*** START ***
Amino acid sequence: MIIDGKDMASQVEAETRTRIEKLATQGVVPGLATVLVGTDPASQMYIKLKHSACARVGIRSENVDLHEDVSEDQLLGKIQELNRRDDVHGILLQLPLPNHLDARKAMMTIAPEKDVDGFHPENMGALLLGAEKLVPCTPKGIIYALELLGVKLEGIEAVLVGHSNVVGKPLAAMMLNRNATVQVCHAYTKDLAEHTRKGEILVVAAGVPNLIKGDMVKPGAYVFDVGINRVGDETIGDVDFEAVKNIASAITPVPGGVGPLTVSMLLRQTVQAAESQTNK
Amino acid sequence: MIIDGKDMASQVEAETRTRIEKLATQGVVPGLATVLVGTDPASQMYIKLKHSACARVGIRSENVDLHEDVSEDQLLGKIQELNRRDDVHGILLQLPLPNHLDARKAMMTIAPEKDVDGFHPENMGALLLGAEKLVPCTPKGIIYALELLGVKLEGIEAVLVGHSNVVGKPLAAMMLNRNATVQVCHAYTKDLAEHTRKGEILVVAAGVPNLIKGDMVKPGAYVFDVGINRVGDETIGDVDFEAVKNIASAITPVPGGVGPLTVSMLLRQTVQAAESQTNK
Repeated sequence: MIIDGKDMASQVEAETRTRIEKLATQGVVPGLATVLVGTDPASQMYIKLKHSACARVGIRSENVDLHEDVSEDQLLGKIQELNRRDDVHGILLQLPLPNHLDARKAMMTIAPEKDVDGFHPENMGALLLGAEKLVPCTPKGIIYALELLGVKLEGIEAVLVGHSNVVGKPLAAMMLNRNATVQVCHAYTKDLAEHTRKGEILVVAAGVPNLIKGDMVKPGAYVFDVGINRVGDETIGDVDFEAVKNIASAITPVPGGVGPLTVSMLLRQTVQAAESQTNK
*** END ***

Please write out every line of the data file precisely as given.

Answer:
Amino acid sequence: MIIDGKDMASQVEAETRTRIEKLATQGVVPGLATVLVGTDPASQMYIKLKHSACARVGIRSENVDLHEDVSEDQLLGKIQELNRRDDVHGILLQLPLPNHLDARKAMMTIAPEKDVDGFHPENMGALLLGAEKLVPCTPKGIIYALELLGVKLEGIEAVLVGHSNVVGKPLAAMMLNRNATVQVCHAYTKDLAEHTRKGEILVVAAGVPNLIKGDMVKPGAYVFDVGINRVGDETIGDVDFEAVKNIASAITPVPGGVGPLTVSMLLRQTVQAAESQTNK
Amino acid sequence: MIIDGKDMASQVEAETRTRIEKLATQGVVPGLATVLVGTDPASQMYIKLKHSACARVGIRSENVDLHEDVSEDQLLGKIQELNRRDDVHGILLQLPLPNHLDARKAMMTIAPEKDVDGFHPENMGALLLGAEKLVPCTPKGIIYALELLGVKLEGIEAVLVGHSNVVGKPLAAMMLNRNATVQVCHAYTKDLAEHTRKGEILVVAAGVPNLIKGDMVKPGAYVFDVGINRVGDETIGDVDFEAVKNIASAITPVPGGVGPLTVSMLLRQTVQAAESQTNK
Repeated sequence: MIIDGKDMASQVEAETRTRIEKLATQGVVPGLATVLVGTDPASQMYIKLKHSACARVGIRSENVDLHEDVSEDQLLGKIQELNRRDDVHGILLQLPLPNHLDARKAMMTIAPEKDVDGFHPENMGALLLGAEKLVPCTPKGIIYALELLGVKLEGIEAVLVGHSNVVGKPLAAMMLNRNATVQVCHAYTKDLAEHTRKGEILVVAAGVPNLIKGDMVKPGAYVFDVGINRVGDETIGDVDFEAVKNIASAITPVPGGVGPLTVSMLLRQTVQAAESQTNK